Introduction Following cardiac surgery, patients currently attend an outpatient review 6 weeks after hospital discharge, where recovery is assessed and suitability to commence cardiac rehabilitation (CR) is determined. CR is then started from 8 weeks. Following a median sternotomy, cardiac surgery patients are required to refrain from upper body exercises, lifting of heavy objects and other strenuous activities for 12 weeks. A delay in starting CR can prolong the recovery process, increase dependence on family/carers and can cause frustration. However, current guidelines for activity and exercise after median sternotomy have been described as restrictive, anecdotal and increasingly at odds with modern clinical guidance for CR. This study aims to examine the feasibility of bringing forward outpatient review and starting CR earlier.
Methods and analyses This is a multicentre, randomised controlled, open feasibility trial comparing postoperative outpatient review 6 weeks after hospital discharge, followed by CR commencement from 8 weeks (control arm) versus, postoperative outpatient review 3 weeks after hospital discharge, followed by commencement of CR from 4 weeks (intervention arm). The study aims to recruit 100 eligible patients, aged 18–80 years who have undergone elective or urgent cardiac surgery involving a full median sternotomy, over a 7-month period across two centres. Feasibility will be measured by consent, recruitment, retention rates and attendance at appointments and CR sessions. Qualitative interviews with trial participants and staff will explore issues around study processes and acceptability of the intervention and the findings integrated with the feasibility trial outcomes to inform the design of a future full-scale randomised controlled trial.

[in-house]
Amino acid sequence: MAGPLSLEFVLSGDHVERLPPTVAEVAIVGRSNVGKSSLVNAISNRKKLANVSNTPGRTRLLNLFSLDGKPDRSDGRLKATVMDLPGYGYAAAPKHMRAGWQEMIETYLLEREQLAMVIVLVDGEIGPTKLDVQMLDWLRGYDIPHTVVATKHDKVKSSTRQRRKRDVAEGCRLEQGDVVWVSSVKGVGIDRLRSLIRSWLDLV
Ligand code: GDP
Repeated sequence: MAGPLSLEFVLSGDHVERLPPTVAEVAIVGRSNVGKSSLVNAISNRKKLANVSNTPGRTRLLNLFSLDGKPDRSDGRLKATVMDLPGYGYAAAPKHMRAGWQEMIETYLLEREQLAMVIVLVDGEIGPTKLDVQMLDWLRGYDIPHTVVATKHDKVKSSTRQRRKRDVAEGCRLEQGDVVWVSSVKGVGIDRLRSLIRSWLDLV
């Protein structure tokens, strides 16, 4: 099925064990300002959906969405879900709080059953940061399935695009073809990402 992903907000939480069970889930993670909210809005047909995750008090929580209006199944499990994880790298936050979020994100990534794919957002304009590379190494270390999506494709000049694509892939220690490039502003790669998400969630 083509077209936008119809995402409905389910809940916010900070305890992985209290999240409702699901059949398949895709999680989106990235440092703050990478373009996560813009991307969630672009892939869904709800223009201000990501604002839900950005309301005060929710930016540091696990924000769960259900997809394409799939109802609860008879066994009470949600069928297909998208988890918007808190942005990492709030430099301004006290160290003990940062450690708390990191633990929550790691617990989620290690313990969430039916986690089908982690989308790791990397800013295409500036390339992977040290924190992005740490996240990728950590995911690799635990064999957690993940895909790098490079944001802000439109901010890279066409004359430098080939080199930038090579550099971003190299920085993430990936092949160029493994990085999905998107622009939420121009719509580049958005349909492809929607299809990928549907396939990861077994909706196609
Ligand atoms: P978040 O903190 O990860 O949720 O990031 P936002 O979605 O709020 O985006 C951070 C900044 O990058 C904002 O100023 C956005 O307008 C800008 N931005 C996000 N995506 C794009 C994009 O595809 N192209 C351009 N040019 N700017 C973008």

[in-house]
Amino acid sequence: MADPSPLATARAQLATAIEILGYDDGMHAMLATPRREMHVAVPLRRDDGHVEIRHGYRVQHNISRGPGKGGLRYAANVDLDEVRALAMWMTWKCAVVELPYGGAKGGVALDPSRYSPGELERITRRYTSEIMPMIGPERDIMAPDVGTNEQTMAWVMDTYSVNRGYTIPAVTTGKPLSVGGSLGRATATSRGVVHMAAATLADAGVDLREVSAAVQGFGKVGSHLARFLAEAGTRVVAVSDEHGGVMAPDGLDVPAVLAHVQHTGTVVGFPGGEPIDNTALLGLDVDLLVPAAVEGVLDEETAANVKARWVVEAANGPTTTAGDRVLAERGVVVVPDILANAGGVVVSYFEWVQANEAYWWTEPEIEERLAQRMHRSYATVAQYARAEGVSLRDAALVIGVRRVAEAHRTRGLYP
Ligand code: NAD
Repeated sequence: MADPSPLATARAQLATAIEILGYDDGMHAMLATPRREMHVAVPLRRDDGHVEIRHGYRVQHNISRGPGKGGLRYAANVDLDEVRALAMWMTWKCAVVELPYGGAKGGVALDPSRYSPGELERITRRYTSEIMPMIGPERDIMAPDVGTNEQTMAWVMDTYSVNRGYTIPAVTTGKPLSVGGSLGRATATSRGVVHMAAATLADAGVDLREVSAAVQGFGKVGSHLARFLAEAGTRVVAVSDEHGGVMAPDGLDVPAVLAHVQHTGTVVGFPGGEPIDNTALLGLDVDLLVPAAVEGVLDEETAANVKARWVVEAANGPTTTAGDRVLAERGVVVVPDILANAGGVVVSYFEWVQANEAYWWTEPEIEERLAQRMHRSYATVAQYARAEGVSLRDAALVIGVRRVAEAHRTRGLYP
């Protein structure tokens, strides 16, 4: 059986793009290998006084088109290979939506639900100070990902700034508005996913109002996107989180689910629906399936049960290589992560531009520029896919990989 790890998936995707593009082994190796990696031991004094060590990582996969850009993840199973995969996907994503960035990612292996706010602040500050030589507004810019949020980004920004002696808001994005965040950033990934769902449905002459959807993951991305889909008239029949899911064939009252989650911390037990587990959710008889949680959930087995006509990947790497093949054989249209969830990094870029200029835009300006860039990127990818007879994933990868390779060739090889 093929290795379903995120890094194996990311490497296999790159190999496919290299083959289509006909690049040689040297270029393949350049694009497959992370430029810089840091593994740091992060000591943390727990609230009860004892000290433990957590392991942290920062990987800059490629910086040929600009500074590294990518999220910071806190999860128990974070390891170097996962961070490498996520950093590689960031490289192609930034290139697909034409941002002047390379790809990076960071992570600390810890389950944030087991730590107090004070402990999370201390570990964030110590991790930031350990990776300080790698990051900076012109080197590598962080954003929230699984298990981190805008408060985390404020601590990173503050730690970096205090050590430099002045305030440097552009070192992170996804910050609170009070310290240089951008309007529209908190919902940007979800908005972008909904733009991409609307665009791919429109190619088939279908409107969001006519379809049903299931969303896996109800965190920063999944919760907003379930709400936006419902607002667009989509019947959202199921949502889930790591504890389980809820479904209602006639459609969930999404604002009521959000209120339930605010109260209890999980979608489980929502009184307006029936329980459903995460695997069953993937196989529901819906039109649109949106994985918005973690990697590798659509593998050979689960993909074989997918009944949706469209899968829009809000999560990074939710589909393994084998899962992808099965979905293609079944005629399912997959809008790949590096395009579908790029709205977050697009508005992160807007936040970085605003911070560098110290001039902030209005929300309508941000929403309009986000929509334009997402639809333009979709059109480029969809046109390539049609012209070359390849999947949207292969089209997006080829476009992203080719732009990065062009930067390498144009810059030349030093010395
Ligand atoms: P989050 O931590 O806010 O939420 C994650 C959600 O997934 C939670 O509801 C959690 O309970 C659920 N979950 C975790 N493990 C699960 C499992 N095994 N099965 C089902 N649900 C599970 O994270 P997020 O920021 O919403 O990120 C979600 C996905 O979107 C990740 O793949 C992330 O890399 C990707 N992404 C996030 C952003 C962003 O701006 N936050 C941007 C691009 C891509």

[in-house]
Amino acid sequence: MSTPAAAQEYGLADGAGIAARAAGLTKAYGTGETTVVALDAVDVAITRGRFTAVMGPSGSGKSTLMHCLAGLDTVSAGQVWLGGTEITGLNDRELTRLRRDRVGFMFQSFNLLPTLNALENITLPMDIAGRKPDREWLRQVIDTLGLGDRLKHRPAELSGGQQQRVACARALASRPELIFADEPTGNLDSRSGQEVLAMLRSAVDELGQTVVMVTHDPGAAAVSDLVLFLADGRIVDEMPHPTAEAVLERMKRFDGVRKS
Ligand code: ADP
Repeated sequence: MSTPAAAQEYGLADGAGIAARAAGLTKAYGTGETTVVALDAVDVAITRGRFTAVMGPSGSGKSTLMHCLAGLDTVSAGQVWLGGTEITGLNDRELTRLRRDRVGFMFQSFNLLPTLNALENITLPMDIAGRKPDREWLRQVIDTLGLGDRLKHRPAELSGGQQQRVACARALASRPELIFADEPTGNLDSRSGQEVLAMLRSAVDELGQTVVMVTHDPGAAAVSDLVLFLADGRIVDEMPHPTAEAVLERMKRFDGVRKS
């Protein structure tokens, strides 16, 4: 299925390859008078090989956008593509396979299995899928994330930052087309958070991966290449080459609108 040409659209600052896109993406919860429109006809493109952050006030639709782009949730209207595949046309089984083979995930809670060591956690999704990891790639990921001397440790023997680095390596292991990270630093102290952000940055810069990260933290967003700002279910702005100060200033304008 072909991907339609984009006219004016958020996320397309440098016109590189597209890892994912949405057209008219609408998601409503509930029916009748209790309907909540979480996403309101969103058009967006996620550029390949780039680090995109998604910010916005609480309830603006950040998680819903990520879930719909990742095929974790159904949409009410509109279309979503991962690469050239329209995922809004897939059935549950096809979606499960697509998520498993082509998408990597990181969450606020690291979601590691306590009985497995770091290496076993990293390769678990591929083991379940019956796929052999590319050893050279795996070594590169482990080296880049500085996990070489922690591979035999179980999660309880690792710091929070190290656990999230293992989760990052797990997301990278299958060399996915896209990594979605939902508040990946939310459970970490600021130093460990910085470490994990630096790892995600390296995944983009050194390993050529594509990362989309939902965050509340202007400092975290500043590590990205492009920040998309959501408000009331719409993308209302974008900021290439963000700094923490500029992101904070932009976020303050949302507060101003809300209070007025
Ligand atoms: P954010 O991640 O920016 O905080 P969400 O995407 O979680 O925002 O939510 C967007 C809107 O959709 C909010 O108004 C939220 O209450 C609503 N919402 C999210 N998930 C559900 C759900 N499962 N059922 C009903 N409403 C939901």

Ethics and dissemination Ethics approval was granted by East Midlands—Derby Research Ethics Committee on 10 January 2019. The findings will be presented at relevant conferences disseminated via peer-reviewed research publications, and to relevant stakeholders.
Trial registration number ISRCTN80441309
- rehabilitation medicine
- cardiothoracic surgery
- statistics & research methods
- health economics
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Strengths and limitations of this study
This is one of the first studies to look at the timing of follow-up and cardiac rehabilitation after cardiac surgery.
This feasibility study is a small multicentre randomised controlled trial (RCT).
The study will collect both qualitative and quantitative data.
If it is determined that a larger scale RCT is feasible, this study will generate valuable data to enable its design.
This feasibility study is not large enough to determine effectiveness or cost-effectiveness and is limited to assessing the feasibility of a larger trial.
Following cardiac surgery, patients currently attend their first outpatient review 6 weeks after hospital discharge, where recovery is assessed and ability to commence cardiac rehabilitation (CR) is determined. CR is then started from 8 weeks. In a 2017 survey, 35 of the 42 UK cardiac centres who responded, confirmed this as current practice.1 This interval before review and CR extends the period of inactivity of patients, and medical attention for surgery-related complications is often sought during this period.2–4 Our prospective observational study (FORCAST6) found that 39% of patients reported surgery-related complications in the 6 weeks following discharge, with the majority occurring in the first 4 weeks; 15% required hospital readmission. Although the majority of patients were satisfied with the 6 weeks interval, 44% felt it was too long and would have liked an earlier review.1